High-sodium products such as canned goods, salty snacks, and some processed foods generally don’t work with this diet. Overall, though, the DASH diet isn’t very restrictive. It encourages eating whole grains, fruits, vegetables, and low-fat dairy while allowing a small amount of fats and sweets.

The goals:

Preventing or reducing high blood pressure

Similar to:

The Mediterranean diet, but with a greater focus on cardiovascular health

Be aware:

“There is some debate about whether or not the AHA’s sodium intake recommendation is too restrictive for some people—you’ll sometimes see pushback on that number,” says Webster.

Flexitarian Diet

The short version:

Just what it sounds like: vegetarianism with a bit of flexibility.

A closer look:

“The flexitarian diet is a purposeful movement away from a meat-heavy diet but isn’t quite as strict as a vegetarian diet,” says Webster. Adherents of the flexitarian diet strive to eat mostly plant-based meals made up of fruits, vegetables, whole grains, nuts, and legumes. “People try to substitute meats with tofu and eggs,” says Webster.

Many people switch to this diet in an effort to reduce their environmental footprint, as animal production requires a lot more natural resources than plant foods.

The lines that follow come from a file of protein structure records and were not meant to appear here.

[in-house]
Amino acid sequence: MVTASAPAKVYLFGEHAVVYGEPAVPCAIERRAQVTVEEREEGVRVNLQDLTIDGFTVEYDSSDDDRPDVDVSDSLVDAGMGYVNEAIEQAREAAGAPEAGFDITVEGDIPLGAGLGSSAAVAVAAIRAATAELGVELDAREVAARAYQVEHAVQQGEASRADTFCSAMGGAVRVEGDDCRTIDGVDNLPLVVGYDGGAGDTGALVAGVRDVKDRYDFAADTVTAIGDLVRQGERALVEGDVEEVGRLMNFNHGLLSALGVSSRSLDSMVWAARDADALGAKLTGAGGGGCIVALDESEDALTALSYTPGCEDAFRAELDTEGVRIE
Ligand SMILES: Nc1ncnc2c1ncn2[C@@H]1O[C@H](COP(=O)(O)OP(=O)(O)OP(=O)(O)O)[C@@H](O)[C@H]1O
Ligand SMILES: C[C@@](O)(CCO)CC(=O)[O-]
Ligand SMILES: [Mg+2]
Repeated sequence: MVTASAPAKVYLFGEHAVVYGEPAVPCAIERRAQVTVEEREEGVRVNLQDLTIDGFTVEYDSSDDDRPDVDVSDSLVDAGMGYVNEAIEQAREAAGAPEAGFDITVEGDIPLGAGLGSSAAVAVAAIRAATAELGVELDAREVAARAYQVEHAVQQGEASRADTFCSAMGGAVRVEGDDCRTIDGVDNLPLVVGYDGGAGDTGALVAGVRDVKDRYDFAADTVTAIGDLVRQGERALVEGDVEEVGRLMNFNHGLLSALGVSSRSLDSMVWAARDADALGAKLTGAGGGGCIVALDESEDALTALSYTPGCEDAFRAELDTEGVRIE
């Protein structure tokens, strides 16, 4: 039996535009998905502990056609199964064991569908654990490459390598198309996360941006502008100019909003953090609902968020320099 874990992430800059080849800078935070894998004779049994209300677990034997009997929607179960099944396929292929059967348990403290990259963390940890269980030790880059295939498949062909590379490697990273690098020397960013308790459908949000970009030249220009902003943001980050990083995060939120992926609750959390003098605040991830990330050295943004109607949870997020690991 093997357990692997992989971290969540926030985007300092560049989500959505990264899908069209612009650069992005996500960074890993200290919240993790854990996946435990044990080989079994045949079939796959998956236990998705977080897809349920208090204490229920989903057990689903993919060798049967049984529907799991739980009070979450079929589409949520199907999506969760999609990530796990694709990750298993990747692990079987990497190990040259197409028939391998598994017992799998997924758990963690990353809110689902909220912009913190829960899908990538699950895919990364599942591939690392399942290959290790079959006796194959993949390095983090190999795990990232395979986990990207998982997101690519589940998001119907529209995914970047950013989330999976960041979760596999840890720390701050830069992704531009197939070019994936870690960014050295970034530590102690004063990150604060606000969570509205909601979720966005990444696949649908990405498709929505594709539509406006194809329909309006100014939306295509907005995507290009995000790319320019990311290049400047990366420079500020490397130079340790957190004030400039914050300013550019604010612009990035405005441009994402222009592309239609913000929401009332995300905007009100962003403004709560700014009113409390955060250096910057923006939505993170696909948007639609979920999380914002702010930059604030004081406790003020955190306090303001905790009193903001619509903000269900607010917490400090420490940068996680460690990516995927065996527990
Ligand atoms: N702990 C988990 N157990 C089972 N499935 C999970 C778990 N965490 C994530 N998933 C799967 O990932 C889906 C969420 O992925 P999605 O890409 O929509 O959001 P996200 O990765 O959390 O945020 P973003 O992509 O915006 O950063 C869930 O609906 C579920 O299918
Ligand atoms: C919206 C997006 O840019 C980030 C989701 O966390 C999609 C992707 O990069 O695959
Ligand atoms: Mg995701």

The goals:

Health, weight maintenance, and environmental conservation

Similar to:

The vegetarian diet but with occasional meat and seafood

Be aware:

This is largely a healthy diet, but people will frequently ask you if you’re getting enough protein. “It’s really not too difficult to get enough protein, even if you’re not getting it from an animal. Just make sure you eat a variety of foods to cover your nutritional bases,” says Webster.

Vegan Diet

The short version:

Vegan diets prohibit all foods that come from an animal.

A closer look:

Start with the vegetarian diet, take away eggs, dairy, and honey, and you’ve got veganism. “Animal welfare is a huge reason many people decide to go vegan,” says Webster. “There’s also a good body of research showing the health benefits of following the vegan diet.”

She adds that the vegan diet has been associated with a lower body mass index, reduced risk of diabetes, lower instances of cardiovascular disease, and a potential reduction in your risk of colon cancer.